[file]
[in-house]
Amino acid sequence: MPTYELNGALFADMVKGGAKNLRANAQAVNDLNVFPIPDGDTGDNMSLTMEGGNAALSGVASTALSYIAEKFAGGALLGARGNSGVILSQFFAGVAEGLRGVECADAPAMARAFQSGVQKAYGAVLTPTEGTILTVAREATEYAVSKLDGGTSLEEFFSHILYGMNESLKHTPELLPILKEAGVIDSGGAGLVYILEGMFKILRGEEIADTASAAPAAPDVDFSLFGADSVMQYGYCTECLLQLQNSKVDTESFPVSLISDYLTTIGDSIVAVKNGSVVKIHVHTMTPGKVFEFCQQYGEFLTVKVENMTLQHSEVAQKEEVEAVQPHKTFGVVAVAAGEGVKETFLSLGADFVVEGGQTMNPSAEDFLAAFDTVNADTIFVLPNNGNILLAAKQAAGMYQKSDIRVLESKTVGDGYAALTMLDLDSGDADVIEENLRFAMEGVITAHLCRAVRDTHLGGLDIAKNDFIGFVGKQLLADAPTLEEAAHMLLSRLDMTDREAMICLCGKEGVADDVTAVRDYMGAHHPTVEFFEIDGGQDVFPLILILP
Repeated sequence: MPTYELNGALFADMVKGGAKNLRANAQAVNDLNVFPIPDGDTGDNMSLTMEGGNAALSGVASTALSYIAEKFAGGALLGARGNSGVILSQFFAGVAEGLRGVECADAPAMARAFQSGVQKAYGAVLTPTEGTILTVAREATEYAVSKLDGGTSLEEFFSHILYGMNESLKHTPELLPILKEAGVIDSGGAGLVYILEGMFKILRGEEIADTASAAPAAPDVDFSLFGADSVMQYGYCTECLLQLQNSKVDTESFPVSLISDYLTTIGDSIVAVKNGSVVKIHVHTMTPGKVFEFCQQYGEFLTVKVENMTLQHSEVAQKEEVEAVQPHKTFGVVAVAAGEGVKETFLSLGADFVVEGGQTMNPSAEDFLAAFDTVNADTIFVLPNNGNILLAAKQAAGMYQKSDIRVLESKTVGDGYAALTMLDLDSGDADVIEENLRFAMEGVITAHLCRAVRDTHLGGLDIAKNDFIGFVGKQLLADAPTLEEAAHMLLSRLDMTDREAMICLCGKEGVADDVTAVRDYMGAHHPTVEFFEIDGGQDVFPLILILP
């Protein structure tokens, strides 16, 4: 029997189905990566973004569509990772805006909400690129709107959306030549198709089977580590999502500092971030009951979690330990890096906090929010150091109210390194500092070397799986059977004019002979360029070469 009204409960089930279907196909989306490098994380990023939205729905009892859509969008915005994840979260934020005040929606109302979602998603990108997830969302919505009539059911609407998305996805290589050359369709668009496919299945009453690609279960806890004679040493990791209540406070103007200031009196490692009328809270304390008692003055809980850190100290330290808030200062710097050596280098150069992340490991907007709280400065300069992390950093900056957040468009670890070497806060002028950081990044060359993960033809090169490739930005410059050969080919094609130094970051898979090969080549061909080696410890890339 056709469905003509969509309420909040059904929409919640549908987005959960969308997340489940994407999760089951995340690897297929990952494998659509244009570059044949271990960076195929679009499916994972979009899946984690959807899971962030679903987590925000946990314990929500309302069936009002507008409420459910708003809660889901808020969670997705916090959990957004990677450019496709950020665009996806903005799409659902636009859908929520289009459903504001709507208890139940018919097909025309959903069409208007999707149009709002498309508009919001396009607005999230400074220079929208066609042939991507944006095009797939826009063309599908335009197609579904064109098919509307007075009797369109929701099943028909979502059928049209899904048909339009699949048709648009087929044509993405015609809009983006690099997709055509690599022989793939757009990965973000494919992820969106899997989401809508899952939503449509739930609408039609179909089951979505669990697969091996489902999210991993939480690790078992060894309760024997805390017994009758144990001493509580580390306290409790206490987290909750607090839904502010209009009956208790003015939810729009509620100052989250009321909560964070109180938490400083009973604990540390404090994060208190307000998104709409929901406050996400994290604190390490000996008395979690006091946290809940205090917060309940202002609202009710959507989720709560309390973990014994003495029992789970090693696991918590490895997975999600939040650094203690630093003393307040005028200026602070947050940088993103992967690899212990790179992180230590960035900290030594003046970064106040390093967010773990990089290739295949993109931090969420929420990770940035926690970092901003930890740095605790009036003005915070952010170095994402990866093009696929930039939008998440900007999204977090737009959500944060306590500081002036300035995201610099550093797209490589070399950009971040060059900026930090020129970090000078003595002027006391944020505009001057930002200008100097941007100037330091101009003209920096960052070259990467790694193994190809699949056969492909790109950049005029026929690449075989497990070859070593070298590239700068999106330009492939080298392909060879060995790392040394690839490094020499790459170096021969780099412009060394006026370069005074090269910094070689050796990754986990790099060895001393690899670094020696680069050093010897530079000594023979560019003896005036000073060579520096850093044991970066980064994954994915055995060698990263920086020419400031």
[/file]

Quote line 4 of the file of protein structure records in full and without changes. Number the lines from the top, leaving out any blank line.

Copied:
């Protein structure tokens, strides 16, 4: 029997189905990566973004569509990772805006909400690129709107959306030549198709089977580590999502500092971030009951979690330990890096906090929010150091109210390194500092070397799986059977004019002979360029070469 009204409960089930279907196909989306490098994380990023939205729905009892859509969008915005994840979260934020005040929606109302979602998603990108997830969302919505009539059911609407998305996805290589050359369709668009496919299945009453690609279960806890004679040493990791209540406070103007200031009196490692009328809270304390008692003055809980850190100290330290808030200062710097050596280098150069992340490991907007709280400065300069992390950093900056957040468009670890070497806060002028950081990044060359993960033809090169490739930005410059050969080919094609130094970051898979090969080549061909080696410890890339 056709469905003509969509309420909040059904929409919640549908987005959960969308997340489940994407999760089951995340690897297929990952494998659509244009570059044949271990960076195929679009499916994972979009899946984690959807899971962030679903987590925000946990314990929500309302069936009002507008409420459910708003809660889901808020969670997705916090959990957004990677450019496709950020665009996806903005799409659902636009859908929520289009459903504001709507208890139940018919097909025309959903069409208007999707149009709002498309508009919001396009607005999230400074220079929208066609042939991507944006095009797939826009063309599908335009197609579904064109098919509307007075009797369109929701099943028909979502059928049209899904048909339009699949048709648009087929044509993405015609809009983006690099997709055509690599022989793939757009990965973000494919992820969106899997989401809508899952939503449509739930609408039609179909089951979505669990697969091996489902999210991993939480690790078992060894309760024997805390017994009758144990001493509580580390306290409790206490987290909750607090839904502010209009009956208790003015939810729009509620100052989250009321909560964070109180938490400083009973604990540390404090994060208190307000998104709409929901406050996400994290604190390490000996008395979690006091946290809940205090917060309940202002609202009710959507989720709560309390973990014994003495029992789970090693696991918590490895997975999600939040650094203690630093003393307040005028200026602070947050940088993103992967690899212990790179992180230590960035900290030594003046970064106040390093967010773990990089290739295949993109931090969420929420990770940035926690970092901003930890740095605790009036003005915070952010170095994402990866093009696929930039939008998440900007999204977090737009959500944060306590500081002036300035995201610099550093797209490589070399950009971040060059900026930090020129970090000078003595002027006391944020505009001057930002200008100097941007100037330091101009003209920096960052070259990467790694193994190809699949056969492909790109950049005029026929690449075989497990070859070593070298590239700068999106330009492939080298392909060879060995790392040394690839490094020499790459170096021969780099412009060394006026370069005074090269910094070689050796990754986990790099060895001393690899670094020696680069050093010897530079000594023979560019003896005036000073060579520096850093044991970066980064994954994915055995060698990263920086020419400031």